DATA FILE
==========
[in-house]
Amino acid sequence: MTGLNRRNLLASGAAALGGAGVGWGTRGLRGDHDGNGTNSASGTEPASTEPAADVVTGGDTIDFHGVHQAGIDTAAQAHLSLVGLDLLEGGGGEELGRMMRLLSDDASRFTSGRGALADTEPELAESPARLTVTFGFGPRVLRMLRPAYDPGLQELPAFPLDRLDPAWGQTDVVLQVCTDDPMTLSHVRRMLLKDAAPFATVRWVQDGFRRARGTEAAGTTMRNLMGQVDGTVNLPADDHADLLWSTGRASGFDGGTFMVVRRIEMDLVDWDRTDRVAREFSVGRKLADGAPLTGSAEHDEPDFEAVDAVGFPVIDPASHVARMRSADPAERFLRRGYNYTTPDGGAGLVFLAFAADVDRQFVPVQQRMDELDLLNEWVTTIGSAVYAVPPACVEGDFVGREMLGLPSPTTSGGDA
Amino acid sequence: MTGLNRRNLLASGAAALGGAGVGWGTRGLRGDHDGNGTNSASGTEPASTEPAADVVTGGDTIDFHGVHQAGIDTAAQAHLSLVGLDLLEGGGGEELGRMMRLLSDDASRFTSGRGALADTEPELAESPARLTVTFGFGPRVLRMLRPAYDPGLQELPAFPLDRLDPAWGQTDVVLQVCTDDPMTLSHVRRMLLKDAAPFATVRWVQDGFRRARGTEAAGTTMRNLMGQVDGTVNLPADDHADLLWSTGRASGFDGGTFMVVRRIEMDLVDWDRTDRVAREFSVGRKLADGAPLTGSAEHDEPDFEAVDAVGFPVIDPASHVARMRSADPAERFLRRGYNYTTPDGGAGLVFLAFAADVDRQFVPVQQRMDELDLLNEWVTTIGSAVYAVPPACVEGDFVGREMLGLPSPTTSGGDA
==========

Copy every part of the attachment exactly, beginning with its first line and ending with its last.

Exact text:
[in-house]
Amino acid sequence: MTGLNRRNLLASGAAALGGAGVGWGTRGLRGDHDGNGTNSASGTEPASTEPAADVVTGGDTIDFHGVHQAGIDTAAQAHLSLVGLDLLEGGGGEELGRMMRLLSDDASRFTSGRGALADTEPELAESPARLTVTFGFGPRVLRMLRPAYDPGLQELPAFPLDRLDPAWGQTDVVLQVCTDDPMTLSHVRRMLLKDAAPFATVRWVQDGFRRARGTEAAGTTMRNLMGQVDGTVNLPADDHADLLWSTGRASGFDGGTFMVVRRIEMDLVDWDRTDRVAREFSVGRKLADGAPLTGSAEHDEPDFEAVDAVGFPVIDPASHVARMRSADPAERFLRRGYNYTTPDGGAGLVFLAFAADVDRQFVPVQQRMDELDLLNEWVTTIGSAVYAVPPACVEGDFVGREMLGLPSPTTSGGDA
Amino acid sequence: MTGLNRRNLLASGAAALGGAGVGWGTRGLRGDHDGNGTNSASGTEPASTEPAADVVTGGDTIDFHGVHQAGIDTAAQAHLSLVGLDLLEGGGGEELGRMMRLLSDDASRFTSGRGALADTEPELAESPARLTVTFGFGPRVLRMLRPAYDPGLQELPAFPLDRLDPAWGQTDVVLQVCTDDPMTLSHVRRMLLKDAAPFATVRWVQDGFRRARGTEAAGTTMRNLMGQVDGTVNLPADDHADLLWSTGRASGFDGGTFMVVRRIEMDLVDWDRTDRVAREFSVGRKLADGAPLTGSAEHDEPDFEAVDAVGFPVIDPASHVARMRSADPAERFLRRGYNYTTPDGGAGLVFLAFAADVDRQFVPVQQRMDELDLLNEWVTTIGSAVYAVPPACVEGDFVGREMLGLPSPTTSGGDA